The proud princess, faithful to Yaropolk, returned the stinging reply, that she would never marry the son of a slave. We have before mentioned that the mother of Vlademer was not the wife of his father. She was one of the maids of honor of Olga. This insult roused the indignation of Vlademer to the highest pitch. Burning with rage he marched suddenly upon Polotsk, took the city by storm, killed Rovgolod and his two sons and compelled Rogneda, his captive, to marry him, paying but little attention to the marriage ceremony. Having thus satiated his vengeance, he marched upon Kief, with a numerous army, composed of chosen warriors from various tribes. Yaropolk, alarmed at the strength with which his brother was approaching, did not dare to give him battle, but accumulated all his force behind the ramparts of Kief. The city soon fell into the hands of Vlademer, and Yaropolk, basely betrayed by one of his generals, was assassinated by two officers of Vlademer, acting under his authority.
Vlademer was now in possession of the sovereign power, and he displayed as much energy in the administration of affairs as he had shown in the acquisition of the crown. He immediately imposed a heavy tax upon the Russians, to raise money to pay his troops. Having consolidated his power he became a very zealous supporter of the old pagan worship, rearing several new idols upon the sacred hill, and placing in his palace a silver statue of Peroune. His soul seems to have been harrowed by the consciousness of crime, and he sought, by the cruel rites of a debasing superstition, to appease the wrath of the Gods.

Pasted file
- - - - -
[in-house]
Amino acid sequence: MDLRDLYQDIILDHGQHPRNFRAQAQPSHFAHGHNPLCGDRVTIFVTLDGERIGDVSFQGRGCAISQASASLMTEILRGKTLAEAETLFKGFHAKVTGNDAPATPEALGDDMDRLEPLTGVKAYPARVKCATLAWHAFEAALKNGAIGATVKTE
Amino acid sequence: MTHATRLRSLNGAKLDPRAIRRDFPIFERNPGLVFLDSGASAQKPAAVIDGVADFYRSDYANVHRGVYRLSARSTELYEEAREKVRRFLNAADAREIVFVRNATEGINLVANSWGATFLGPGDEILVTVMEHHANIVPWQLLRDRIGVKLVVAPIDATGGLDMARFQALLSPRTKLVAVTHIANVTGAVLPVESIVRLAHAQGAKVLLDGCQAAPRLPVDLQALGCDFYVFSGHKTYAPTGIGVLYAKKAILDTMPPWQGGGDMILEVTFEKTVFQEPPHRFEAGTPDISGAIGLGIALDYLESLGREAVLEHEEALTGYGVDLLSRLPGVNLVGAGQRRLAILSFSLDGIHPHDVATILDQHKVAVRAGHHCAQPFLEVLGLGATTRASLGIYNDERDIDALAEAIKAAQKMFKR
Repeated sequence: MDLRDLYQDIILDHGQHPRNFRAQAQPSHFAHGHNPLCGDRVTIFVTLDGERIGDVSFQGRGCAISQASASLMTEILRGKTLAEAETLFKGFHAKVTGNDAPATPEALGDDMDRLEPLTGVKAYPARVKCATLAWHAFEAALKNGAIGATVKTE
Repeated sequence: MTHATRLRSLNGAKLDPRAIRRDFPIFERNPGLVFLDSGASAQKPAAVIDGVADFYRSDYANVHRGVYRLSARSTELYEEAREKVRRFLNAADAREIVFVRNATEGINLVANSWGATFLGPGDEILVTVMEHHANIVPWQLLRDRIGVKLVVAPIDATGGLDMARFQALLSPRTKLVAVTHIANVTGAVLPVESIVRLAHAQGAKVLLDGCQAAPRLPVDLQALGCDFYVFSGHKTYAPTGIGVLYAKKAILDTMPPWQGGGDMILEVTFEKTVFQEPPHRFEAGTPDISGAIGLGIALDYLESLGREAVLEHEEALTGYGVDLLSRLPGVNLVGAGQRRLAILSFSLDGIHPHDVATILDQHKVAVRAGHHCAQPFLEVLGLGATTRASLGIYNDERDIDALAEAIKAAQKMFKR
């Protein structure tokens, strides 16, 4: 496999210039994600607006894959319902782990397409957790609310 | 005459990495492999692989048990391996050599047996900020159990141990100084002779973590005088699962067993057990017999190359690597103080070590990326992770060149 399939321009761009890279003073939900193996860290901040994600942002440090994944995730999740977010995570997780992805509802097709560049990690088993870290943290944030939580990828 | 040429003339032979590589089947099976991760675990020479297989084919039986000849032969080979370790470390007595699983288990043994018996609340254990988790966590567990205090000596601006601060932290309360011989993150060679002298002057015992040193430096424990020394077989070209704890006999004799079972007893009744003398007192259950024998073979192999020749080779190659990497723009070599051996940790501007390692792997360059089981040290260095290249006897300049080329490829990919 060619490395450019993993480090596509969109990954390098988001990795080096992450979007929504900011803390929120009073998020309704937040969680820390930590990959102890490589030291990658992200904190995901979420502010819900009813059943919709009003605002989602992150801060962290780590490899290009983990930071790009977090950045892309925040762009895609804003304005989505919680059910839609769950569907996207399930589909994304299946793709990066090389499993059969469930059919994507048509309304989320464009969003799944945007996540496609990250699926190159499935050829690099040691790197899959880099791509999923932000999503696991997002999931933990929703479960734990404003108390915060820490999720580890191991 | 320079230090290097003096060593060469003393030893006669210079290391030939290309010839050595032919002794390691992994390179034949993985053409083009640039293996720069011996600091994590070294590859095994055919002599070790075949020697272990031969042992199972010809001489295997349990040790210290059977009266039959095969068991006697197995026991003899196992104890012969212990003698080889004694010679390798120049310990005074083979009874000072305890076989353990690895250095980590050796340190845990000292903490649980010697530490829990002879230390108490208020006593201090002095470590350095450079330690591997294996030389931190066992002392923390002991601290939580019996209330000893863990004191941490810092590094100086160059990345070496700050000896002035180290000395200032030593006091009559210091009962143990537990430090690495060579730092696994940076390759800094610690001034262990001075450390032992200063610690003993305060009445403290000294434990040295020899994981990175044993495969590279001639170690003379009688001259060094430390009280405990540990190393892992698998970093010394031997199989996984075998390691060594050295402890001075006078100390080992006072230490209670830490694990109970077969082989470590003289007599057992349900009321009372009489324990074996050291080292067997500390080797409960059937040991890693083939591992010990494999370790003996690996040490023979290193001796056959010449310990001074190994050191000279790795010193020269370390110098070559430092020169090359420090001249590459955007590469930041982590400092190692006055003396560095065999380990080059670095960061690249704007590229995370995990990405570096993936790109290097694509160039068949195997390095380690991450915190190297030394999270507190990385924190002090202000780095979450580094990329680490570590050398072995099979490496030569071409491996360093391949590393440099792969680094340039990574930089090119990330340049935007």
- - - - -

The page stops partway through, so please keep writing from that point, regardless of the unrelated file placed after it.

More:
Still remorse did not prevent him from plunging into the most revolting excesses of debauchery. The chronicles of those times state that he had three hundred concubines in one of his palaces, three hundred in another at Kief, and two hundred at one of his country seats. It is by no means certain that these are exaggerations, for every beautiful maiden in the empire was sought out, to be transferred to his harems. Paganism had no word of remonstrance to utter against such excesses. But Vlademer, devoted as he was to sensual indulgence, was equally fond of war. His armies were ever on the move, and the cry of battle was never intermitted. On the south-east he extended his conquests to the Carpathian mountains, where they skirt the plains of Hungary. In the north-west he extended his sway, by all the energies of fire and blood, even to the shores of the Baltic, and to the Gulf of Finland.
Elated beyond measure by his victories, he attributed his success to the favor of his idol gods, and resolved to express his homage by offerings of human blood. He collected a number of handsome boys and beautiful girls, and drew lots to see which of them should be offered in sacrifice. The lot fell upon a fine boy from one of the Christian families. The frantic father interposed to save his child. But the agents of Vlademer fell fiercely upon them, and they both were slain and offered in sacrifice. Their names, Ivan and Theodore, are still preserved in the Russian church as the first Christian martyrs of Kief.